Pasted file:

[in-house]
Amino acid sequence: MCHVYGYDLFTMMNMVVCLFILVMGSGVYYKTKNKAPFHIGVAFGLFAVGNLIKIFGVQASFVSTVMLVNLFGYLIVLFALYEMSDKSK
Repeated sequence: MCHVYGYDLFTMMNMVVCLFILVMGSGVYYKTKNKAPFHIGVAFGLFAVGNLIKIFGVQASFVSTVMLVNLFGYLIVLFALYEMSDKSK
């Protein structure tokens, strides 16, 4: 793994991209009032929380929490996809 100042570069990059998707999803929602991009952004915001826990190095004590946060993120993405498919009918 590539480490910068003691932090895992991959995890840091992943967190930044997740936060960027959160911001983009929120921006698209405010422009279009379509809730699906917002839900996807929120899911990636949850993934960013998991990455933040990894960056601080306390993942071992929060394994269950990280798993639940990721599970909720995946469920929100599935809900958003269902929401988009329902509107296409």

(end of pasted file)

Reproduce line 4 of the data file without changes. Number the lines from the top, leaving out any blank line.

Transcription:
């Protein structure tokens, strides 16, 4: 793994991209009032929380929490996809 100042570069990059998707999803929602991009952004915001826990190095004590946060993120993405498919009918 590539480490910068003691932090895992991959995890840091992943967190930044997740936060960027959160911001983009929120921006698209405010422009279009379509809730699906917002839900996807929120899911990636949850993934960013998991990455933040990894960056601080306390993942071992929060394994269950990280798993639940990721599970909720995946469920929100599935809900958003269902929401988009329902509107296409």